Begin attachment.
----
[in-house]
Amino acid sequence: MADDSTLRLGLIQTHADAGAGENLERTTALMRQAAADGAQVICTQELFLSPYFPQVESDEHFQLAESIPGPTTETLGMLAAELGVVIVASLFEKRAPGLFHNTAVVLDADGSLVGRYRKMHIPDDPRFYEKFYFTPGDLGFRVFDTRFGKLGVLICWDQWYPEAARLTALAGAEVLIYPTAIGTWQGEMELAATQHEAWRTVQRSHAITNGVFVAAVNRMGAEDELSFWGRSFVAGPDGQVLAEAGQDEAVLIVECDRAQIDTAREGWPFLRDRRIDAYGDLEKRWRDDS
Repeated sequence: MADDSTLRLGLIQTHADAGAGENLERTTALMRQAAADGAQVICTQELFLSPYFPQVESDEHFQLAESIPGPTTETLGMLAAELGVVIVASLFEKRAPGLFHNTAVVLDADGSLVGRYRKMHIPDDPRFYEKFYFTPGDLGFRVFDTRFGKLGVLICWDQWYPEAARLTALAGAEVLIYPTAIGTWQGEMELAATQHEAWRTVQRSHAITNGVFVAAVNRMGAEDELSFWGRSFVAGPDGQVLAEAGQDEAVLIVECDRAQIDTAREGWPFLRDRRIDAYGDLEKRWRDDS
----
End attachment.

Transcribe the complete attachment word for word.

[in-house]
Amino acid sequence: MADDSTLRLGLIQTHADAGAGENLERTTALMRQAAADGAQVICTQELFLSPYFPQVESDEHFQLAESIPGPTTETLGMLAAELGVVIVASLFEKRAPGLFHNTAVVLDADGSLVGRYRKMHIPDDPRFYEKFYFTPGDLGFRVFDTRFGKLGVLICWDQWYPEAARLTALAGAEVLIYPTAIGTWQGEMELAATQHEAWRTVQRSHAITNGVFVAAVNRMGAEDELSFWGRSFVAGPDGQVLAEAGQDEAVLIVECDRAQIDTAREGWPFLRDRRIDAYGDLEKRWRDDS
Repeated sequence: MADDSTLRLGLIQTHADAGAGENLERTTALMRQAAADGAQVICTQELFLSPYFPQVESDEHFQLAESIPGPTTETLGMLAAELGVVIVASLFEKRAPGLFHNTAVVLDADGSLVGRYRKMHIPDDPRFYEKFYFTPGDLGFRVFDTRFGKLGVLICWDQWYPEAARLTALAGAEVLIYPTAIGTWQGEMELAATQHEAWRTVQRSHAITNGVFVAAVNRMGAEDELSFWGRSFVAGPDGQVLAEAGQDEAVLIVECDRAQIDTAREGWPFLRDRRIDAYGDLEKRWRDDS